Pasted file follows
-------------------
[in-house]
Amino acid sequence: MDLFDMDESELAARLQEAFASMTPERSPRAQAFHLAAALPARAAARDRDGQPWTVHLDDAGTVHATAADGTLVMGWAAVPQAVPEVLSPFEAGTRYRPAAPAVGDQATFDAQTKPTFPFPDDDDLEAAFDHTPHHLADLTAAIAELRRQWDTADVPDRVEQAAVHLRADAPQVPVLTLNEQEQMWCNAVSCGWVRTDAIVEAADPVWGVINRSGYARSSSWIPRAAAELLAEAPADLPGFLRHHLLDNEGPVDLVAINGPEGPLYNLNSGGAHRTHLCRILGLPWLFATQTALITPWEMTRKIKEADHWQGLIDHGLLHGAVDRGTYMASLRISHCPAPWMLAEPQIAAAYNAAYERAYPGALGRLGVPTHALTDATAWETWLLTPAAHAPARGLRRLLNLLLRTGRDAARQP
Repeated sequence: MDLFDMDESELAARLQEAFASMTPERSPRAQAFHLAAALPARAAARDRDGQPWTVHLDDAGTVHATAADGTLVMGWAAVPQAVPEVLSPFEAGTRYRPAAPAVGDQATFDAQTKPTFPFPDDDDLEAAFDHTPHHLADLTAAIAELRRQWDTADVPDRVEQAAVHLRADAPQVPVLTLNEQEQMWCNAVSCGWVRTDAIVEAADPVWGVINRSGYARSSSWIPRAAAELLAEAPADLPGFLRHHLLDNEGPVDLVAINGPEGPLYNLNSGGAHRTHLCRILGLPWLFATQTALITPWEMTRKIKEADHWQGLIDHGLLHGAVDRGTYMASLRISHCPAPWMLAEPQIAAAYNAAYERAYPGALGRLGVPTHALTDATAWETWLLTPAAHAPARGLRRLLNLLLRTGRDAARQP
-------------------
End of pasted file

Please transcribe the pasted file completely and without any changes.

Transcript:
[in-house]
Amino acid sequence: MDLFDMDESELAARLQEAFASMTPERSPRAQAFHLAAALPARAAARDRDGQPWTVHLDDAGTVHATAADGTLVMGWAAVPQAVPEVLSPFEAGTRYRPAAPAVGDQATFDAQTKPTFPFPDDDDLEAAFDHTPHHLADLTAAIAELRRQWDTADVPDRVEQAAVHLRADAPQVPVLTLNEQEQMWCNAVSCGWVRTDAIVEAADPVWGVINRSGYARSSSWIPRAAAELLAEAPADLPGFLRHHLLDNEGPVDLVAINGPEGPLYNLNSGGAHRTHLCRILGLPWLFATQTALITPWEMTRKIKEADHWQGLIDHGLLHGAVDRGTYMASLRISHCPAPWMLAEPQIAAAYNAAYERAYPGALGRLGVPTHALTDATAWETWLLTPAAHAPARGLRRLLNLLLRTGRDAARQP
Repeated sequence: MDLFDMDESELAARLQEAFASMTPERSPRAQAFHLAAALPARAAARDRDGQPWTVHLDDAGTVHATAADGTLVMGWAAVPQAVPEVLSPFEAGTRYRPAAPAVGDQATFDAQTKPTFPFPDDDDLEAAFDHTPHHLADLTAAIAELRRQWDTADVPDRVEQAAVHLRADAPQVPVLTLNEQEQMWCNAVSCGWVRTDAIVEAADPVWGVINRSGYARSSSWIPRAAAELLAEAPADLPGFLRHHLLDNEGPVDLVAINGPEGPLYNLNSGGAHRTHLCRILGLPWLFATQTALITPWEMTRKIKEADHWQGLIDHGLLHGAVDRGTYMASLRISHCPAPWMLAEPQIAAAYNAAYERAYPGALGRLGVPTHALTDATAWETWLLTPAAHAPARGLRRLLNLLLRTGRDAARQP